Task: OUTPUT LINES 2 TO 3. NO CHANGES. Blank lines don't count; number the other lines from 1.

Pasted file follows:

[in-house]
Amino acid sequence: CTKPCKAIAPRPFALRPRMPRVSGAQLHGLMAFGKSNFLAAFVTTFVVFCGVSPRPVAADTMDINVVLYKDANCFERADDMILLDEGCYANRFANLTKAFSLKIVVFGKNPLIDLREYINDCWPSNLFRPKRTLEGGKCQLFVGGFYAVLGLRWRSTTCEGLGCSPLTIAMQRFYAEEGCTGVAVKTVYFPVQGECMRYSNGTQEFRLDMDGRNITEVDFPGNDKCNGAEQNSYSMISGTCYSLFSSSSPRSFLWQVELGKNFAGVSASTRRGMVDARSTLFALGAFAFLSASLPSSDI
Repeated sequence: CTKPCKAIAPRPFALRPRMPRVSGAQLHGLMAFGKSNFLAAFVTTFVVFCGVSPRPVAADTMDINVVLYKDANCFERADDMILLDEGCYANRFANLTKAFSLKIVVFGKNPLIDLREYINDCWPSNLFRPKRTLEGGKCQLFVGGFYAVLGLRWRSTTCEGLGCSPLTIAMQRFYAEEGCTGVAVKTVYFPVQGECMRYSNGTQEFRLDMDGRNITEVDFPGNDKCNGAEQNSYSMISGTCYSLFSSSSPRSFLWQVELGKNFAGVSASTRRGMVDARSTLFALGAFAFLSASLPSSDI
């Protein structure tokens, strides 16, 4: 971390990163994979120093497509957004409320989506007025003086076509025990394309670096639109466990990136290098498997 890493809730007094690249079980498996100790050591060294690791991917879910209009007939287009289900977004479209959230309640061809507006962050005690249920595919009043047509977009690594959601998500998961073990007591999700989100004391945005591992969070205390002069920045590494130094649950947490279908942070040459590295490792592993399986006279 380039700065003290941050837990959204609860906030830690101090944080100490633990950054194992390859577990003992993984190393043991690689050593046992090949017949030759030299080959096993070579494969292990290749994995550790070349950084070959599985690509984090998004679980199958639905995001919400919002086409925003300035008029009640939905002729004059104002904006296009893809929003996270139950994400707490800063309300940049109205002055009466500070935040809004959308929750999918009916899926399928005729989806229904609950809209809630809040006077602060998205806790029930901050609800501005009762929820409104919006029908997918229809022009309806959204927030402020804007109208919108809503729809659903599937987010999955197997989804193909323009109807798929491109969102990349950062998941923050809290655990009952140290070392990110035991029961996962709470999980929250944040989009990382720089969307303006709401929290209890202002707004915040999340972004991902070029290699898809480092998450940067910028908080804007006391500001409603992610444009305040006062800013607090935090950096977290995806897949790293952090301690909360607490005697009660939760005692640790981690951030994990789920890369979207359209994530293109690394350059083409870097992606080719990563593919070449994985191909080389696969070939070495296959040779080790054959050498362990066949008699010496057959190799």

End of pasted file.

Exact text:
Amino acid sequence: CTKPCKAIAPRPFALRPRMPRVSGAQLHGLMAFGKSNFLAAFVTTFVVFCGVSPRPVAADTMDINVVLYKDANCFERADDMILLDEGCYANRFANLTKAFSLKIVVFGKNPLIDLREYINDCWPSNLFRPKRTLEGGKCQLFVGGFYAVLGLRWRSTTCEGLGCSPLTIAMQRFYAEEGCTGVAVKTVYFPVQGECMRYSNGTQEFRLDMDGRNITEVDFPGNDKCNGAEQNSYSMISGTCYSLFSSSSPRSFLWQVELGKNFAGVSASTRRGMVDARSTLFALGAFAFLSASLPSSDI
Repeated sequence: CTKPCKAIAPRPFALRPRMPRVSGAQLHGLMAFGKSNFLAAFVTTFVVFCGVSPRPVAADTMDINVVLYKDANCFERADDMILLDEGCYANRFANLTKAFSLKIVVFGKNPLIDLREYINDCWPSNLFRPKRTLEGGKCQLFVGGFYAVLGLRWRSTTCEGLGCSPLTIAMQRFYAEEGCTGVAVKTVYFPVQGECMRYSNGTQEFRLDMDGRNITEVDFPGNDKCNGAEQNSYSMISGTCYSLFSSSSPRSFLWQVELGKNFAGVSASTRRGMVDARSTLFALGAFAFLSASLPSSDI